Between the 1400′s and 1700′s, Ayutthaya was a wealthy and powerful city that controlled most of modern-day Thailand. Taking advantage of the Chao Phraya, Lopburi, and Pasak rivers that surround it, it quickly grew into a major international trade hub with a population of one million and home to over forty different nationalities. In their Golden Age, much of their wealth was spent on grand temples, libraries and art. Sadly, the good times came to an abrupt end when Burma captured and destroyed the entire city in 1767. Once the Burmese were driven out, Bangkok was built as the new capital.
Today, Ayutthaya has a modern city area, but the main attractions are the ruins of the old temples. Even in their current??dilapidated??state, they’re incredible and it’s easy to imagine how impressive they must have been to the people living there. For me, visiting the peaceful, solemn ruins was a good time to reflect on how temporary everything is. Ironically, the word Ayutthaya comes from the Sanskrit word for “invincible,” and I’m sure the city probably did seem invincible at the time. Four hundred years later and they’re just crumbling blocks in the middle of a field. You never know what time will bring.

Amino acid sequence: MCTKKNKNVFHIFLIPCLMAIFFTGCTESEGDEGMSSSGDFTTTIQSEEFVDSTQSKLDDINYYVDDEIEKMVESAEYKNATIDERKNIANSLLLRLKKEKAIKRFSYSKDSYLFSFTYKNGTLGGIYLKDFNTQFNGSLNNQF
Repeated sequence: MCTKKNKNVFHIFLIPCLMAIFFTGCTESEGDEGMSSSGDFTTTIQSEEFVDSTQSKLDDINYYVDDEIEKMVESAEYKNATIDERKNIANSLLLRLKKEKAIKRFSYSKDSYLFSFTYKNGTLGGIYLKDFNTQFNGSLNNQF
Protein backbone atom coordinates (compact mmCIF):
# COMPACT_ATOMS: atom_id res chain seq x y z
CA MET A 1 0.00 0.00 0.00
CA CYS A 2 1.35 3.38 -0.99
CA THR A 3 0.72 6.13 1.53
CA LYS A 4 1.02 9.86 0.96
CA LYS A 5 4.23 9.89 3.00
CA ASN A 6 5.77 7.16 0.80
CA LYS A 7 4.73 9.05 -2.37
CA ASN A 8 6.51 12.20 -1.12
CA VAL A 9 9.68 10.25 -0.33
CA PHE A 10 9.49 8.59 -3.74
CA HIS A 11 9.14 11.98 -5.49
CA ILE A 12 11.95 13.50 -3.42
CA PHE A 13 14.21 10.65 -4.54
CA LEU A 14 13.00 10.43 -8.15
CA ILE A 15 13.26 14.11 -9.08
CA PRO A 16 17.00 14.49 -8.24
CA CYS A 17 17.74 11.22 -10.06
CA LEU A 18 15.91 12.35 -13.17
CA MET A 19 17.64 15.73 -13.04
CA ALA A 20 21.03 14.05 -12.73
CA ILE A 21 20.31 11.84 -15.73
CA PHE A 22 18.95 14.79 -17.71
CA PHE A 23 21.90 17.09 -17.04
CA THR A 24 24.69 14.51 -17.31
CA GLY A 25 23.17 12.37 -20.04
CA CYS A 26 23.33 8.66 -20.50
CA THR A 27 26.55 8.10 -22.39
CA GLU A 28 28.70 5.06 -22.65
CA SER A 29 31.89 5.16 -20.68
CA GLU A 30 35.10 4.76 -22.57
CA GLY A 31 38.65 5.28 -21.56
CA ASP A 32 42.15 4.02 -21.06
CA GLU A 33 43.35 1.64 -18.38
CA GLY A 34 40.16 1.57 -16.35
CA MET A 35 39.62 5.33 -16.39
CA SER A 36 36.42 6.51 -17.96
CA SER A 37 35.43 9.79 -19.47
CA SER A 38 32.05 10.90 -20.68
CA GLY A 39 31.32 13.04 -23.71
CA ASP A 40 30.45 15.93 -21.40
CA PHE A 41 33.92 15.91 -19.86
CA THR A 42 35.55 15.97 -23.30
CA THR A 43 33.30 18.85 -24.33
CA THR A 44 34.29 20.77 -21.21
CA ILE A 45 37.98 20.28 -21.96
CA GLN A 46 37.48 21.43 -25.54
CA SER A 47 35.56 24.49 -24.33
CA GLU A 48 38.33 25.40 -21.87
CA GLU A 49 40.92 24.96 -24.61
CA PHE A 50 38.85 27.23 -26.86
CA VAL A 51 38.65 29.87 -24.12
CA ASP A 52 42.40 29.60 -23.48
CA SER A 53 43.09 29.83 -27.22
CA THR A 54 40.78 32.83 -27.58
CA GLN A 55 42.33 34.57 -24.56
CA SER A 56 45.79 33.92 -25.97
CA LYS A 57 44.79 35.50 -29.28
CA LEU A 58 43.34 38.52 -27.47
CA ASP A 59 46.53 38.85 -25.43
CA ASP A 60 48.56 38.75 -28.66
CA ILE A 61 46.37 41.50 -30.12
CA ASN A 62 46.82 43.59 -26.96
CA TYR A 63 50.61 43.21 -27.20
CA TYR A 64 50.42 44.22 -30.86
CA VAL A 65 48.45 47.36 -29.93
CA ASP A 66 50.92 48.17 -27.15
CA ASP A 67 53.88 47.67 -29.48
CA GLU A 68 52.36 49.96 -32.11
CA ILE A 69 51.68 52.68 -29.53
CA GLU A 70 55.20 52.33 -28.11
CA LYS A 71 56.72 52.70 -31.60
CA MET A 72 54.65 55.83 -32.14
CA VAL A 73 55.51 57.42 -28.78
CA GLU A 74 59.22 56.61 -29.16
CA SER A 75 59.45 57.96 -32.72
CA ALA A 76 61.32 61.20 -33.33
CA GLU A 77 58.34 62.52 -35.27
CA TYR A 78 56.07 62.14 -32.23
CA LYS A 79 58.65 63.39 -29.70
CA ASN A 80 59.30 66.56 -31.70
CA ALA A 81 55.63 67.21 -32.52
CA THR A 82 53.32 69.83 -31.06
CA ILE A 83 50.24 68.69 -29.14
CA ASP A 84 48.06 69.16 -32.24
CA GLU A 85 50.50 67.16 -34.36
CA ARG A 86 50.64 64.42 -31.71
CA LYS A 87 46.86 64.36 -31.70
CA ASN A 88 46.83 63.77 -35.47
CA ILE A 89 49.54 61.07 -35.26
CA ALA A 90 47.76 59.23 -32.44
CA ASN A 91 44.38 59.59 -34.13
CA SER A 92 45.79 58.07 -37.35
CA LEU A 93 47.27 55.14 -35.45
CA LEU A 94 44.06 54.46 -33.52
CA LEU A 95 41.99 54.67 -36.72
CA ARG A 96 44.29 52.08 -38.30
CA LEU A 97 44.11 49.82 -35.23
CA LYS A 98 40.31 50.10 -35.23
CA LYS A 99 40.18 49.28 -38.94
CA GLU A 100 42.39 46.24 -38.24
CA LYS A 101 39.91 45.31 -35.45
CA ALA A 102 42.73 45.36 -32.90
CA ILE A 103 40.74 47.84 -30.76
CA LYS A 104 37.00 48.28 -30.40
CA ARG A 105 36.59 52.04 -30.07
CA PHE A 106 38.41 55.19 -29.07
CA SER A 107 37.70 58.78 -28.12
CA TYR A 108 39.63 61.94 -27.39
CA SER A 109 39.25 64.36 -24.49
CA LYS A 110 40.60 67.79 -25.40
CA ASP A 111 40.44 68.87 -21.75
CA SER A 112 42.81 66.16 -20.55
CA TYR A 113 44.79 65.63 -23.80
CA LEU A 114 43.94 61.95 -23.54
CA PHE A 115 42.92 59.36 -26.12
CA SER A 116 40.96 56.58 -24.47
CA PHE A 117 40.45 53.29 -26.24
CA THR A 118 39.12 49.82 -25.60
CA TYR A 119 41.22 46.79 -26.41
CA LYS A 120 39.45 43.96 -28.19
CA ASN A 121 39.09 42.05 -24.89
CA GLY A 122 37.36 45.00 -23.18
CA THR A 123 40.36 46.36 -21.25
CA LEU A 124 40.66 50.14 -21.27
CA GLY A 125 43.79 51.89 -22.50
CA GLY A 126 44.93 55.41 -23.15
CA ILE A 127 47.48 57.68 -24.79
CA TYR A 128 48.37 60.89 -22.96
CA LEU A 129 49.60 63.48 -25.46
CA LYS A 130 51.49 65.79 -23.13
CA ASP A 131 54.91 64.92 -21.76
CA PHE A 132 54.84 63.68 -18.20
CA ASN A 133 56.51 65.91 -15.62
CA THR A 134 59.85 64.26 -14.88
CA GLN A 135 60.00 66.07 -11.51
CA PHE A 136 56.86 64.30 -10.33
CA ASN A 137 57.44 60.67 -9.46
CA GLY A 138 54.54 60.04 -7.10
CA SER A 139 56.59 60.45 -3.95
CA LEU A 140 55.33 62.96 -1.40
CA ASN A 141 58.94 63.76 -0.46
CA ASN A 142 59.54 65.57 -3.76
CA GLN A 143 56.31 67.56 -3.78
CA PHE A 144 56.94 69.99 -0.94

However, one of the temples we stopped at, Wat Phanan Choeng, was a??frenetic swarm of activity, pretty much??the complete opposite of the somber ruins. Packed with tourists and devotees alike, we had to elbow our way through the crowd just to get in. There was so much burning incense in the air, it was hard to see and breathe.??An orange-robed monk splashed everyone with holy water as soon as they entered. A man on a microphone was talking so rapidly in Thai, it sounded like he was an auctioneer. (I really wish I knew what he was saying.) It seemed like there was money everywhere. Huge donation boxes filled with cash lined the aisles along with miniature trees with money clipped to them. After we passed all that, we finally got to the wat’s main feature: a 62-foot-tall gold Buddha that takes up the entire hall.
We explored the city on foot, bike, and boat and managed to see quite a bit. On the busy rivers we passed by tugboats towing concrete barges with just a regular rope. At night, there was a huge night market/Chinese New Year celebration that went all along the main road. There were concerts, dances, and dragons along with stalls selling food and goods. It was definitely the most fun night market we’ve been to yet.
Now we’re in Bangkok, getting our visa situations figured out. It was a bit of trouble, but we managed to get our visa for China. Next we’re applying for our Vietnamese one. It looks like we might not be able to get a tourist visa for Russia, though, so our plans there may be in trouble. We may have to make do with a transit visa and only do the Trans-Siberian Railway or just skip it all together. We’ll just have to wait and see!